Magazine article Independent Banker

Spreads Thin

Magazine article Independent Banker

Spreads Thin

Article excerpt

There are precious few rules that can be relied upon in the real world of community banking. You veteran bankers out there have firsthand experience with booms and busts over the last quarter century or so, in which lending decisions and marketing strategies that seemed like a good idea at the time didn't quite pan out as hoped.

It appears strategic initiatives will continue to be fraught with uncertainty. Nonbank lenders, fintech, AI and regulations all are forcing community banks to consider the type of institutions they want to be in the future. "Game theory in practice," as I've heard it described.

So, as a counter to these intangibles and uncertainties, I offer several bits of certainty that exist today and will exist decades from now. First is the immutable rule that interest rates move in the opposite direction of bond prices. The second is that spreads narrow as rates rise. This column will review and expound on this second tenet of portfolio management.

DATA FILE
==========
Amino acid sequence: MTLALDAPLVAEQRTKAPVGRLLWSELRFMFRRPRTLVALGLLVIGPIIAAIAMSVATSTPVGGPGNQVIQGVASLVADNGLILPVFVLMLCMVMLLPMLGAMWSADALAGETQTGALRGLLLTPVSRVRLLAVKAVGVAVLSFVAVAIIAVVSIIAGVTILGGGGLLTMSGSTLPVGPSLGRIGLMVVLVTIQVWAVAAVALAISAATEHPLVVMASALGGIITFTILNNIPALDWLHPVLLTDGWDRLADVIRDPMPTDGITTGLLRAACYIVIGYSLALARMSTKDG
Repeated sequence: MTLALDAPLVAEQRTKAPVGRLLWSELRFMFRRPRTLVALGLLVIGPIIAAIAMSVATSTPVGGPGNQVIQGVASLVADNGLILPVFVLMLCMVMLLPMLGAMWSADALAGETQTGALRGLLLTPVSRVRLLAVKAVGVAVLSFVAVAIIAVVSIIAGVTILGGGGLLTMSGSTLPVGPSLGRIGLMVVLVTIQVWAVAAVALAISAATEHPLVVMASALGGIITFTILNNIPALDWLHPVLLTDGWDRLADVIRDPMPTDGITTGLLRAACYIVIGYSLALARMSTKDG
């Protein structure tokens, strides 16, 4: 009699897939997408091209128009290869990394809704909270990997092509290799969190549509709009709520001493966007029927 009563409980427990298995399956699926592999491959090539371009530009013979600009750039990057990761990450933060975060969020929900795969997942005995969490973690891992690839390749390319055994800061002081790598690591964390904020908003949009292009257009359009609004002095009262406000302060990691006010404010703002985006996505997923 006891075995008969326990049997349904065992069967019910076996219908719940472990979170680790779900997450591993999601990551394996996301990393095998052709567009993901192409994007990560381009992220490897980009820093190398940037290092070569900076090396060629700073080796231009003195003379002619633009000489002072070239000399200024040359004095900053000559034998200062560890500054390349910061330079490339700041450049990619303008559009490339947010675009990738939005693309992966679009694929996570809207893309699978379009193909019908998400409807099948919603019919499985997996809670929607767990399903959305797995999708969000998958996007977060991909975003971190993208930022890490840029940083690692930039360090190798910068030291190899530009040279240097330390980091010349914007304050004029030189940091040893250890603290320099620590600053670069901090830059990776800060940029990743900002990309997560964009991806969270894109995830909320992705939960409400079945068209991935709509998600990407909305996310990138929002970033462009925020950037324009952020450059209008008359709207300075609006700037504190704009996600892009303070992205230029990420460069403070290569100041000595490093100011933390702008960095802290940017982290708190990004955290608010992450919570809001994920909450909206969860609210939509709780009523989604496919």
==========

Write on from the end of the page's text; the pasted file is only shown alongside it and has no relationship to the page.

Spreads reexamined

The term "spread" has many uses. It's one thing to use it in the context of an athletic event vis-avis Las Vegas, and quite another to describe the application of peanut butter to a Ritz cracker. In the investment world, it is the additional yield an investor earns over and above a benchmark. For community banks, the benchmark is almost always the term structure of the Treasury curve.

There are a number of variables that determine the amount of spread an investor earns on a given bond, and each variable is an attempt to quantify the amount of risk. There are three primary risks that any bank assumes when purchasing a bond: credit, liquidity and reinvestment.

Risk premia embedded

The most obvious reason a bond issued by anyone other than the U.S. government yields more than a Treasury note is that it has a lesser credit profile. In the case of bonds issued by an agency of the government or a state or local government, the credit quality is minimally lower than a Treasury issue, but it's lower nonetheless. …

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